Okay, here we go: I was reading The Golden Compass by Phillip Pullman and I was imagining it set in an older time (and it is, sort of, being an alternate world that’s a touch steampunk). Anyway, I was disappointed that it wasn’t quite as old fashioned as I’d thought (Love the book anyway) so my brother and I played a game of make-believe set in a world that was a cross between Pride and Prejudice and The Golden Compass. The main characters' names and the basic storyline come from that. I started writing it down before we’d even finished the game. I must have decided it was time to really try this writing thing. I’d started a few novels previously (I was around twelve or thirteen at the time) but nothing had ever come of them and I was very superstitious in my approach, calling it a TAB(which stood for Triple A and B or AAAB which meant Attempt At A Book (I know, I’m crazy)) rather than a book. Gotta confound the Fates somehow. I credit Phillip Pullman’s inspiring work along with a healthy helping of serendipity for the success of my TAB. But I got the idea of the Weather Casters one day while staring at a painting of a ship that has hung in our living room for ages. I started doodling, sketching out their function and method in a little cartoon which included the mermaids. I don’t know if that was before or after the game, but either way, it got grafted into the game somewhere along the way.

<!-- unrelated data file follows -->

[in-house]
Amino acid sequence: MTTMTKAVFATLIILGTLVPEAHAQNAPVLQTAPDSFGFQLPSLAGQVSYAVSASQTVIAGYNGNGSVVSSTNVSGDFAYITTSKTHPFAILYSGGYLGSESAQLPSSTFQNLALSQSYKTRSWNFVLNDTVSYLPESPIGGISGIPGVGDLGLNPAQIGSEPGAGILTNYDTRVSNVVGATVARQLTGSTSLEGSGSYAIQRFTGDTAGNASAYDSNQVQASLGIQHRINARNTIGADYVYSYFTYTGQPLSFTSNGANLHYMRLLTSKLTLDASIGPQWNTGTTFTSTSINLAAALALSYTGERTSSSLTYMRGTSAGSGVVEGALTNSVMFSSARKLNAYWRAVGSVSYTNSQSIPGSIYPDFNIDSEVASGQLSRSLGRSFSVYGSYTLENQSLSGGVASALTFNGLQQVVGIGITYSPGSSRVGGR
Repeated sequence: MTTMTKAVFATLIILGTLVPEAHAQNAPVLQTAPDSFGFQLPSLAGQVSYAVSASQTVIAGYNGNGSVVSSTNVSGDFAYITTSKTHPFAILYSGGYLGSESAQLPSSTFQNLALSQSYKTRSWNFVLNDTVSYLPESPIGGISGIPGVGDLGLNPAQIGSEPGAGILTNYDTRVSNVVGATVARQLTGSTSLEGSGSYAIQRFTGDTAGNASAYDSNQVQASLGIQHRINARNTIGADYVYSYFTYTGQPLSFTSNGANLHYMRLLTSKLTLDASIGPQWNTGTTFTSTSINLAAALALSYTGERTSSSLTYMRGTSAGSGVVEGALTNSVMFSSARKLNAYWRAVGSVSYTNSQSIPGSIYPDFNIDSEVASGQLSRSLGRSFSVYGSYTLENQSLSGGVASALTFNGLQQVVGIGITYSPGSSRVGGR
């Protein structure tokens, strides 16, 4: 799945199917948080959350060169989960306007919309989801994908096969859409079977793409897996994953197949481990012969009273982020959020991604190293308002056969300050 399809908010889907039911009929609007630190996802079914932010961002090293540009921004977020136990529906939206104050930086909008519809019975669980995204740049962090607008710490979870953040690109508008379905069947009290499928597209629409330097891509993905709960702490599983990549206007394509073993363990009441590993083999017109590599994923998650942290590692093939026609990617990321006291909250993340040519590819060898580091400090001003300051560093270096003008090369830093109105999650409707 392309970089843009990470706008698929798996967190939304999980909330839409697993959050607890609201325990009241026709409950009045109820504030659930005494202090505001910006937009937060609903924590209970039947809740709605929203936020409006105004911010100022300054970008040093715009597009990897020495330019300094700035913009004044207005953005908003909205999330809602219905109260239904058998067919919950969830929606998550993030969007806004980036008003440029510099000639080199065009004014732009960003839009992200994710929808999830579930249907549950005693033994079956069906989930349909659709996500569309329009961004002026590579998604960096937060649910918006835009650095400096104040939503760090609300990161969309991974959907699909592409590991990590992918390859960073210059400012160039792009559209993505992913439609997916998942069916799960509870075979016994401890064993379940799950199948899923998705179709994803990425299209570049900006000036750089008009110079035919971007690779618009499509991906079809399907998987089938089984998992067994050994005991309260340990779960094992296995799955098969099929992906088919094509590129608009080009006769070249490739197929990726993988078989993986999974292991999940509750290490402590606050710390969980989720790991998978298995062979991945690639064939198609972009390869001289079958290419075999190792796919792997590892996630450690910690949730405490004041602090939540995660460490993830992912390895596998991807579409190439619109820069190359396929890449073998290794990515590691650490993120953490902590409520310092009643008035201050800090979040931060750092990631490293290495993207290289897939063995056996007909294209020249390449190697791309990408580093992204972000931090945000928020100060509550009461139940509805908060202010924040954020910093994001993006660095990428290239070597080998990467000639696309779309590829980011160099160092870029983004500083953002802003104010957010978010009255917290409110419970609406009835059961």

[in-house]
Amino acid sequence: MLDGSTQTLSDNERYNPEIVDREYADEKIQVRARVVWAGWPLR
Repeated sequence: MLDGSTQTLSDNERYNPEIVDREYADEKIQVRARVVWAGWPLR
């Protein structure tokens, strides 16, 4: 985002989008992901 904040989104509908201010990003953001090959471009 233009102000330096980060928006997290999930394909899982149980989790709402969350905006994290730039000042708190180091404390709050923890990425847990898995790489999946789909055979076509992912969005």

Growing up, what were some of your favorite books? 
I really loved The Dark is Rising by Susan Cooper and I devoured the Lemony Snicket books. The Chronicles of Narnia were a favorite too, although maybe from watching the old BBC film versions.

If you could spend the day with any author, living or dead, who would you choose and why?
Well I wish I could somehow console Mary Wollstonecraft Shelley, bring her chocolates or something. When I read The Last Man I felt so sorry for her because I could tell she was drawing on her own experience for the lonely depressed feel of the book (her children died in the same way that the main character’s children die in the book). Otherwise I’d like to meet Kenneth Oppel, just because his Airborn books were so stinking awesome.

What book(s) is currently on your nightstand?
Mortal Engines by Phillip Reeve, and When Did You See Her Last? by Lemony Snicket. I actually have a huge stack of books and papers on the floor next to my bed, a couple French dictionaries, a Field Guide to Little People (Nancy Arrowsmith and George Moorse), and one of my favorites, The Phantom of the Opera by Gaston Leroux, to name a few.

How does a typical writing day usually go for you?